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Finding Romance And Marriage With Matchmakers

Evening Edition

Above: Robert Epstein, a senior research psychologist at the American Institute for Behavior Research and Technology in Vista, Calif., and author of a new study, "How Love Emerges in Arranged Marriages."

Aired 2/12/13 on KPBS Midday Edition.

Guests:

Robert Epstein PHD -a senior research psychologist at the American Institute for Behavior Research and Technology in Vista, Calif., and author of a new study, "How Love Emerges in Arranged Marriages."

Elise Sax - San Diego author of a new Matchmaker series of romantic mysteries published by Random House. Also a regular contributor to the Huffington Post.

The ideal of falling in love with a stranger you see across a crowded room, or marrying your high school sweetheart doesn't pan out for everyone.

In fact, the old idea of using a matchmaker, either in person or on the internet, is regaining popularity.

Robert Epstein, a senior research psychologist at the American Institute for Behavior Research and Technology in Vista, has authored a new study, "How Love Emerges in Arranged Marriages." He says with the divorce rate in America at 50 percent, there may be something to having your parents find your mate.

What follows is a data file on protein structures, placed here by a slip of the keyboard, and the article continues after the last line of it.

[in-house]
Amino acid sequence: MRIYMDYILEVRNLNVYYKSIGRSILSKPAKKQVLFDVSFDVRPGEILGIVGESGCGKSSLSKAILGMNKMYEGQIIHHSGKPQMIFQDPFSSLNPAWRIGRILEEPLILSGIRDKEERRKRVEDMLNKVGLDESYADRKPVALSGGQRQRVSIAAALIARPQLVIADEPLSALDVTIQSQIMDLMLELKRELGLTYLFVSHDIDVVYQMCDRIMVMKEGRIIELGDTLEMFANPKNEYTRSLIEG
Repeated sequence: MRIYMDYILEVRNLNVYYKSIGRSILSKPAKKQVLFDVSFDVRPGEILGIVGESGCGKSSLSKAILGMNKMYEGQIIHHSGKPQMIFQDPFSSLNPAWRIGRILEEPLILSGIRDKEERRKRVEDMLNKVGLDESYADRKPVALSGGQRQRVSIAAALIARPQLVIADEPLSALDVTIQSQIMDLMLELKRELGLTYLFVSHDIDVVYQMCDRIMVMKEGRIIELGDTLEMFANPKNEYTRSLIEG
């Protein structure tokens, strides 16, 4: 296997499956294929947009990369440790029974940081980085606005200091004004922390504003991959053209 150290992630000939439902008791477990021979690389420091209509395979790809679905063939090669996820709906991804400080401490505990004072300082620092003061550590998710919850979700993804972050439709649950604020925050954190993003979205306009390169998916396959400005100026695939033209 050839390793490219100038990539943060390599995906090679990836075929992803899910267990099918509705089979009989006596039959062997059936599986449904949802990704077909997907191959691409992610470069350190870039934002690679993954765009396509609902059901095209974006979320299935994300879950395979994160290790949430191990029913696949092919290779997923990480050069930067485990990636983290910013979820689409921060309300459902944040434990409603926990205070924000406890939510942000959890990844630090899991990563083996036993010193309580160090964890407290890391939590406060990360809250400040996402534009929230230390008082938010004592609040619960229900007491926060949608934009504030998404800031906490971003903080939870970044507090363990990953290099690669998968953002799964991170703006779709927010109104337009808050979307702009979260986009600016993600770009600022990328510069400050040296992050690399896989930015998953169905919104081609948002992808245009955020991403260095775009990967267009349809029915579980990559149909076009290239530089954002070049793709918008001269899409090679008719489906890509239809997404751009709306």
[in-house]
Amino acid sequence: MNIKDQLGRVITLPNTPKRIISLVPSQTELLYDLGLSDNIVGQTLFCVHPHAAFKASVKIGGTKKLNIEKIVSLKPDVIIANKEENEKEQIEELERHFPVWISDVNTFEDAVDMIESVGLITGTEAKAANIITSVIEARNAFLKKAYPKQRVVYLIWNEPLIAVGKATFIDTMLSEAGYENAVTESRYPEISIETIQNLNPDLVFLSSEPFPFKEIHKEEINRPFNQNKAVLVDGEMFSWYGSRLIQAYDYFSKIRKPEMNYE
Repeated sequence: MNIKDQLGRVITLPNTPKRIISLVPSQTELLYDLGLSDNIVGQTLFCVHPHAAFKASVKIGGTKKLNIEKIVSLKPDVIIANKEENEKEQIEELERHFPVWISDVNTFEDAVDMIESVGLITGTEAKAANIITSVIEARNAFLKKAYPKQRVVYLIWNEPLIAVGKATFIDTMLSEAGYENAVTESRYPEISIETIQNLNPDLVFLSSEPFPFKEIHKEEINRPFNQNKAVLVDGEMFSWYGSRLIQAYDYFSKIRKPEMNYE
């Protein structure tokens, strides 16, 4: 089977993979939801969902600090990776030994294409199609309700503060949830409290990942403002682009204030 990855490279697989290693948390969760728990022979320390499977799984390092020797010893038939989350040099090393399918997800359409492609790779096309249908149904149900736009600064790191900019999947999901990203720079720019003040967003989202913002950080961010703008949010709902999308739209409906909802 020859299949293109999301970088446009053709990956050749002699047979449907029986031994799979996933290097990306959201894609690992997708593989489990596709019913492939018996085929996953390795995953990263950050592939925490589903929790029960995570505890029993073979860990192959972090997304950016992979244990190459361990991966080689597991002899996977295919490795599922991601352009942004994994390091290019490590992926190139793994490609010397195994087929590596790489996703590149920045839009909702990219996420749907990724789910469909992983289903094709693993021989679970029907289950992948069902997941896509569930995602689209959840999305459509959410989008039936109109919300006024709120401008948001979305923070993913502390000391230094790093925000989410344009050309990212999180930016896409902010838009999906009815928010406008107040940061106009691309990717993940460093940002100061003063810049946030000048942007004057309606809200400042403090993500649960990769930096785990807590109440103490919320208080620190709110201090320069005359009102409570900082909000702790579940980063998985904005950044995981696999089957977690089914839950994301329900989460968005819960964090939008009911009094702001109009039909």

He said his research shows arranged marriages "generally work pretty well." In India, where many marriages are arranged, the divorce rate is very low, he said.

"I've looked at marriages in India where people are deeply in love after many, many years, even though they're in arranged marriages," he said.

Epstein also said we can learn from the attitude behind arranged marriages.

"Make sure you're with someone who you can build a very strong relationship with over time," he said. "This means in part being very cautious when there's strong passion in the beginning."

Passion can make you blind, he said.

"Then, do what is done in many arranged marriages: take control, don't leave love to chance," he said.

Claire Trageser contributed to this report.

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